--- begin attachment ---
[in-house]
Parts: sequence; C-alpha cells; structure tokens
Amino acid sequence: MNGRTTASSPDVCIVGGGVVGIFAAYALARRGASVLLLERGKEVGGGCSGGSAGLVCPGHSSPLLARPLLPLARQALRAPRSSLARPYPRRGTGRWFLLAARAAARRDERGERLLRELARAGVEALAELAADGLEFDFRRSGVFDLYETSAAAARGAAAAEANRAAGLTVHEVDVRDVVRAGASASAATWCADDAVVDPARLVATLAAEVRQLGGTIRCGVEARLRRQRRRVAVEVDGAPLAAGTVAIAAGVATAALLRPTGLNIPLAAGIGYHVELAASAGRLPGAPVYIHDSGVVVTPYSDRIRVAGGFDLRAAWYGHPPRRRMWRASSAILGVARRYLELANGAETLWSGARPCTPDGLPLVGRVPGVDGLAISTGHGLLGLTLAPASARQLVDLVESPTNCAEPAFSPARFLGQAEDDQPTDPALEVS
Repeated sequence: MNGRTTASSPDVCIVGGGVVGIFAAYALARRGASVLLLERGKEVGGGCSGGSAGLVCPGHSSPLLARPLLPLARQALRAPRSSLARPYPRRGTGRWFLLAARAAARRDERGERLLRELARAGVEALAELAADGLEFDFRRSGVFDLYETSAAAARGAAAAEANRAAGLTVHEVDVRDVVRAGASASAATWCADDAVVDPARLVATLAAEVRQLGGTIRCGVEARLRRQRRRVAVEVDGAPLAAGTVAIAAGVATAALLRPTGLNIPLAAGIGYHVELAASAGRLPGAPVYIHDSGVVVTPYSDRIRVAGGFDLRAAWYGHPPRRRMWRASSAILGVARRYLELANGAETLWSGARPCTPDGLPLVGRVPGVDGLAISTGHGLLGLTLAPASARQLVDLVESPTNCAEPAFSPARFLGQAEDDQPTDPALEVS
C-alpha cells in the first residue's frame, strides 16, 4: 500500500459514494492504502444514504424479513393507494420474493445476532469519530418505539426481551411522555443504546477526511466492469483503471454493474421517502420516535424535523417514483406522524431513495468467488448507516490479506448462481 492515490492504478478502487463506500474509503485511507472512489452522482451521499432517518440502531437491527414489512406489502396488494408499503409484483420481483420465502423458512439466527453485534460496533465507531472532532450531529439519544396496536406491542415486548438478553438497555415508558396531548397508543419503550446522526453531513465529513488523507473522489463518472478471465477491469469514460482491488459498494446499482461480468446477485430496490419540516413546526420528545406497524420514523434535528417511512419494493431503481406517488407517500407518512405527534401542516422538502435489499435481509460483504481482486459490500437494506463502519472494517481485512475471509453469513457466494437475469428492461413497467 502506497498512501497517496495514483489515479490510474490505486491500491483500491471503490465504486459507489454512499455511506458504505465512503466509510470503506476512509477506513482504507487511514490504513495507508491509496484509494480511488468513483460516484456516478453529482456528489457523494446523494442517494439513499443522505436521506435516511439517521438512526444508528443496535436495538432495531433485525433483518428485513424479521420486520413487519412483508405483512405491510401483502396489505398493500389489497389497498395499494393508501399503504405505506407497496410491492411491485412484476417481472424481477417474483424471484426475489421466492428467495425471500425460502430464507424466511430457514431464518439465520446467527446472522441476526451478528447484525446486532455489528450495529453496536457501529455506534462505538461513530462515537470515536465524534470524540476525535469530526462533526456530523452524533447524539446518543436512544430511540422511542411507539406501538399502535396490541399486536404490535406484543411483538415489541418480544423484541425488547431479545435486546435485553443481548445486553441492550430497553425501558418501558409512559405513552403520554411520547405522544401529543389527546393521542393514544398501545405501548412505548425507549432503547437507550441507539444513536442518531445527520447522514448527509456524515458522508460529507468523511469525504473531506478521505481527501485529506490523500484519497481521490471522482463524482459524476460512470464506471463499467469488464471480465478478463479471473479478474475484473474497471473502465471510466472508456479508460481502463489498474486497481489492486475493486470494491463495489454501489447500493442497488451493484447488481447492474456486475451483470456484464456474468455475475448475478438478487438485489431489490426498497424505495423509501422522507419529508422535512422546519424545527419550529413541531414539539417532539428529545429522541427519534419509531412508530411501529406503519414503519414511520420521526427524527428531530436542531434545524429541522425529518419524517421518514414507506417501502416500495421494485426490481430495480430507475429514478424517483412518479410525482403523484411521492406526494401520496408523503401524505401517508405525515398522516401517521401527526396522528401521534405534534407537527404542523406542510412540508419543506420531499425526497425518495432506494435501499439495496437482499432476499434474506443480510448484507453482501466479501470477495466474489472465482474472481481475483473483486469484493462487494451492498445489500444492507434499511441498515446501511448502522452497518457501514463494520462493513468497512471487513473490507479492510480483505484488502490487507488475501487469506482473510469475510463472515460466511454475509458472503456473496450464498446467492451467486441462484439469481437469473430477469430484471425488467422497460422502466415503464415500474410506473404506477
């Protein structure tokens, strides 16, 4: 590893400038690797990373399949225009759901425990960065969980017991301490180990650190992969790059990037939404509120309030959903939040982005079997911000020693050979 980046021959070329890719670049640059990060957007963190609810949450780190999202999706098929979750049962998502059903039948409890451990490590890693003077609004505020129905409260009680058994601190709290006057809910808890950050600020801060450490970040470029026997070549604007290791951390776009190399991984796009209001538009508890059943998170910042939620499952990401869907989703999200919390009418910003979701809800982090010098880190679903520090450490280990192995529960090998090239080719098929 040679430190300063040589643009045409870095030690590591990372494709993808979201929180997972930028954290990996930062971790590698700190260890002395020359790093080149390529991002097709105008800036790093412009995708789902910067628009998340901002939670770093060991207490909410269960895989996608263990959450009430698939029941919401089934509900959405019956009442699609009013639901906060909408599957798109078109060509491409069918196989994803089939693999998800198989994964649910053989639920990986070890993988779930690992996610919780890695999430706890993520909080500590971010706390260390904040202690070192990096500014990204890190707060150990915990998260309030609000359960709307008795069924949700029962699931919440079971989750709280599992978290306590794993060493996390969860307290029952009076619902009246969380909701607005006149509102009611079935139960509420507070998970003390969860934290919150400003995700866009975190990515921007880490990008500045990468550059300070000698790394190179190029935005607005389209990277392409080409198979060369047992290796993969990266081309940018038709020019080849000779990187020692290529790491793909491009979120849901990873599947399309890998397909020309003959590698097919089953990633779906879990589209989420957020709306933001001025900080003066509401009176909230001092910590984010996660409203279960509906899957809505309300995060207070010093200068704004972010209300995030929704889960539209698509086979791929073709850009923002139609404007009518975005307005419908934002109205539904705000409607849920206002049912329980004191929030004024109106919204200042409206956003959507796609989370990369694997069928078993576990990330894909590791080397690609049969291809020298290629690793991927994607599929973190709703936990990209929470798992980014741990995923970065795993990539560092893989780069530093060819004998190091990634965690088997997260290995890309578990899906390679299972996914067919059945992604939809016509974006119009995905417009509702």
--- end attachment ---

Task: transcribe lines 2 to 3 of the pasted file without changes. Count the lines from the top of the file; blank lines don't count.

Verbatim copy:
Parts: sequence; C-alpha cells; structure tokens
Amino acid sequence: MNGRTTASSPDVCIVGGGVVGIFAAYALARRGASVLLLERGKEVGGGCSGGSAGLVCPGHSSPLLARPLLPLARQALRAPRSSLARPYPRRGTGRWFLLAARAAARRDERGERLLRELARAGVEALAELAADGLEFDFRRSGVFDLYETSAAAARGAAAAEANRAAGLTVHEVDVRDVVRAGASASAATWCADDAVVDPARLVATLAAEVRQLGGTIRCGVEARLRRQRRRVAVEVDGAPLAAGTVAIAAGVATAALLRPTGLNIPLAAGIGYHVELAASAGRLPGAPVYIHDSGVVVTPYSDRIRVAGGFDLRAAWYGHPPRRRMWRASSAILGVARRYLELANGAETLWSGARPCTPDGLPLVGRVPGVDGLAISTGHGLLGLTLAPASARQLVDLVESPTNCAEPAFSPARFLGQAEDDQPTDPALEVS